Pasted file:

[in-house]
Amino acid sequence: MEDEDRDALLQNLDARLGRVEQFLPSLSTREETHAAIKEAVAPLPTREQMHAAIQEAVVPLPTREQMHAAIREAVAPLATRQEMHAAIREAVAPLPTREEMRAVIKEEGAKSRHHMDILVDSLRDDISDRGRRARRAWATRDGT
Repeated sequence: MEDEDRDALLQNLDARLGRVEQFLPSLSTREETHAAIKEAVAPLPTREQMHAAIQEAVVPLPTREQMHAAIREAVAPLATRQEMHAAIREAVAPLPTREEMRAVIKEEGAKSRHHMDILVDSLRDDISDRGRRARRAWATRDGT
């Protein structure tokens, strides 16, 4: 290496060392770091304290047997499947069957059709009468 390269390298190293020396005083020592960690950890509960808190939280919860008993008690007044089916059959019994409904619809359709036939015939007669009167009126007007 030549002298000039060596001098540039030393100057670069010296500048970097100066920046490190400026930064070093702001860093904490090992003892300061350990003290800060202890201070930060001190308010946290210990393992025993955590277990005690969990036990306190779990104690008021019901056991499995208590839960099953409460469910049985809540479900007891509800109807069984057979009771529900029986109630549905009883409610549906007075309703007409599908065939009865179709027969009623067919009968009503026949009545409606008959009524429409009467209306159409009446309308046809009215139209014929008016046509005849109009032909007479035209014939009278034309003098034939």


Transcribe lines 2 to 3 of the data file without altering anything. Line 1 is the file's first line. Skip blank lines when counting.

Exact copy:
Amino acid sequence: MEDEDRDALLQNLDARLGRVEQFLPSLSTREETHAAIKEAVAPLPTREQMHAAIQEAVVPLPTREQMHAAIREAVAPLATRQEMHAAIREAVAPLPTREEMRAVIKEEGAKSRHHMDILVDSLRDDISDRGRRARRAWATRDGT
Repeated sequence: MEDEDRDALLQNLDARLGRVEQFLPSLSTREETHAAIKEAVAPLPTREQMHAAIQEAVVPLPTREQMHAAIREAVAPLATRQEMHAAIREAVAPLPTREEMRAVIKEEGAKSRHHMDILVDSLRDDISDRGRRARRAWATRDGT